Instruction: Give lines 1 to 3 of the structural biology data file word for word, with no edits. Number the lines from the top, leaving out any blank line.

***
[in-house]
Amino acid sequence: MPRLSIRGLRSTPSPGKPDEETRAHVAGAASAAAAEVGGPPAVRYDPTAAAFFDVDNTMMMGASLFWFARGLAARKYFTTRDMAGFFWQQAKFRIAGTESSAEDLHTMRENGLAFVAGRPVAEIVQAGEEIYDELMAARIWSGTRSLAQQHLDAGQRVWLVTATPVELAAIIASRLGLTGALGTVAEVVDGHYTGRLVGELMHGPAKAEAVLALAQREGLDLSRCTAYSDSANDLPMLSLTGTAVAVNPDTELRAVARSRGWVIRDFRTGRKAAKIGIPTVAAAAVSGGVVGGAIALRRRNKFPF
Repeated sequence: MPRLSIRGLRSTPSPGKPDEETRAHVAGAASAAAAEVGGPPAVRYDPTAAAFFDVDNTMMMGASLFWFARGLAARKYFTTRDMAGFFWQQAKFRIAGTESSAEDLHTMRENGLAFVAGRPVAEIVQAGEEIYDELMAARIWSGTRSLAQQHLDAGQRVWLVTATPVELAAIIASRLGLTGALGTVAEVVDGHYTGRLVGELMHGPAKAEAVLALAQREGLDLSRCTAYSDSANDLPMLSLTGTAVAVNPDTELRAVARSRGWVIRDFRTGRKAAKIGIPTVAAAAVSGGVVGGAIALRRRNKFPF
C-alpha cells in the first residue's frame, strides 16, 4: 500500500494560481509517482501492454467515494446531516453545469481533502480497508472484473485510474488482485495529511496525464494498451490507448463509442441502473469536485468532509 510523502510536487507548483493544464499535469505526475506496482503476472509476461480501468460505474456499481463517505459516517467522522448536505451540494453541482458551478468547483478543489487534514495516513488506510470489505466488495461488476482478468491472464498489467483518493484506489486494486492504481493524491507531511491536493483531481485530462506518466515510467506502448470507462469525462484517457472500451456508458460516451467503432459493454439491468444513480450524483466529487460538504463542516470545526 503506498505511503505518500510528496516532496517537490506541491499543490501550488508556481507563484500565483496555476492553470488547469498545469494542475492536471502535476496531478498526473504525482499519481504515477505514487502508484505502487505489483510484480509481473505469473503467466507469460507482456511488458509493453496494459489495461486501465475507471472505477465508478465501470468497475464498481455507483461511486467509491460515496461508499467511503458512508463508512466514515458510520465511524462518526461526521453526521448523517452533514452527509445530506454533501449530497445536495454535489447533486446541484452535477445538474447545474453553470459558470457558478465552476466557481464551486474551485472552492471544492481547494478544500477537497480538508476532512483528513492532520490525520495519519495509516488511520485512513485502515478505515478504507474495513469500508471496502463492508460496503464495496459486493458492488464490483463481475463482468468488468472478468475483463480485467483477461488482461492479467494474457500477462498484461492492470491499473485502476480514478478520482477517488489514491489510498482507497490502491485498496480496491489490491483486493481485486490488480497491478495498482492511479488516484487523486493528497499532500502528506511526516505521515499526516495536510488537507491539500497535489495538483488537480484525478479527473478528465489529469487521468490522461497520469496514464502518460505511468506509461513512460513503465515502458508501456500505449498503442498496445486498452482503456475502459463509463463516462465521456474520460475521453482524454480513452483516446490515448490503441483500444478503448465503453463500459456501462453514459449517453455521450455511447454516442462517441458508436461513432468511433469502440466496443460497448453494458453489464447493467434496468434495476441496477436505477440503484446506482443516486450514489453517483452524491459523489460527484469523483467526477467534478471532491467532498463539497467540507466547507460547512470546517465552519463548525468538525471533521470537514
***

[in-house]
Amino acid sequence: MPRLSIRGLRSTPSPGKPDEETRAHVAGAASAAAAEVGGPPAVRYDPTAAAFFDVDNTMMMGASLFWFARGLAARKYFTTRDMAGFFWQQAKFRIAGTESSAEDLHTMRENGLAFVAGRPVAEIVQAGEEIYDELMAARIWSGTRSLAQQHLDAGQRVWLVTATPVELAAIIASRLGLTGALGTVAEVVDGHYTGRLVGELMHGPAKAEAVLALAQREGLDLSRCTAYSDSANDLPMLSLTGTAVAVNPDTELRAVARSRGWVIRDFRTGRKAAKIGIPTVAAAAVSGGVVGGAIALRRRNKFPF
Repeated sequence: MPRLSIRGLRSTPSPGKPDEETRAHVAGAASAAAAEVGGPPAVRYDPTAAAFFDVDNTMMMGASLFWFARGLAARKYFTTRDMAGFFWQQAKFRIAGTESSAEDLHTMRENGLAFVAGRPVAEIVQAGEEIYDELMAARIWSGTRSLAQQHLDAGQRVWLVTATPVELAAIIASRLGLTGALGTVAEVVDGHYTGRLVGELMHGPAKAEAVLALAQREGLDLSRCTAYSDSANDLPMLSLTGTAVAVNPDTELRAVARSRGWVIRDFRTGRKAAKIGIPTVAAAAVSGGVVGGAIALRRRNKFPF